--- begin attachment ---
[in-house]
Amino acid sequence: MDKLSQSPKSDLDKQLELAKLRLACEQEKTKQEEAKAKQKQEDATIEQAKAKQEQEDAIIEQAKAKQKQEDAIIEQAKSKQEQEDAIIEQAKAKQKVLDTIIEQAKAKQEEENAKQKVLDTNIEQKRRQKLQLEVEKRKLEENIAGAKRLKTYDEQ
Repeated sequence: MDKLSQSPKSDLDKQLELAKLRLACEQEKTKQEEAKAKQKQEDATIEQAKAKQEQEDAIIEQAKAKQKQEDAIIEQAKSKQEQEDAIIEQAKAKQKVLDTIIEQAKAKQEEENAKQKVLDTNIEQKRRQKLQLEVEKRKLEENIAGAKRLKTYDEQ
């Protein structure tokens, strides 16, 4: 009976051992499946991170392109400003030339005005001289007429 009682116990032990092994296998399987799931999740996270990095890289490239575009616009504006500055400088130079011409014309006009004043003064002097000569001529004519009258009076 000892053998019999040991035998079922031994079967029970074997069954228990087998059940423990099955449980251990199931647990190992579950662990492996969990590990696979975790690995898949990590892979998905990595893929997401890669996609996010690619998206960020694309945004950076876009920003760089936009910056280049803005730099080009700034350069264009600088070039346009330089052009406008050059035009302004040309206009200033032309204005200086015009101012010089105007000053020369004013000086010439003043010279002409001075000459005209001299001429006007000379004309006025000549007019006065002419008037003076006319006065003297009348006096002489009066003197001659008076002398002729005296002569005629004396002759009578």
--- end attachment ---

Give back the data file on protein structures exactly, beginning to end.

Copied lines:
[in-house]
Amino acid sequence: MDKLSQSPKSDLDKQLELAKLRLACEQEKTKQEEAKAKQKQEDATIEQAKAKQEQEDAIIEQAKAKQKQEDAIIEQAKSKQEQEDAIIEQAKAKQKVLDTIIEQAKAKQEEENAKQKVLDTNIEQKRRQKLQLEVEKRKLEENIAGAKRLKTYDEQ
Repeated sequence: MDKLSQSPKSDLDKQLELAKLRLACEQEKTKQEEAKAKQKQEDATIEQAKAKQEQEDAIIEQAKAKQKQEDAIIEQAKSKQEQEDAIIEQAKAKQKVLDTIIEQAKAKQEEENAKQKVLDTNIEQKRRQKLQLEVEKRKLEENIAGAKRLKTYDEQ
């Protein structure tokens, strides 16, 4: 009976051992499946991170392109400003030339005005001289007429 009682116990032990092994296998399987799931999740996270990095890289490239575009616009504006500055400088130079011409014309006009004043003064002097000569001529004519009258009076 000892053998019999040991035998079922031994079967029970074997069954228990087998059940423990099955449980251990199931647990190992579950662990492996969990590990696979975790690995898949990590892979998905990595893929997401890669996609996010690619998206960020694309945004950076876009920003760089936009910056280049803005730099080009700034350069264009600088070039346009330089052009406008050059035009302004040309206009200033032309204005200086015009101012010089105007000053020369004013000086010439003043010279002409001075000459005209001299001429006007000379004309006025000549007019006065002419008037003076006319006065003297009348006096002489009066003197001659008076002398002729005296002569005629004396002759009578």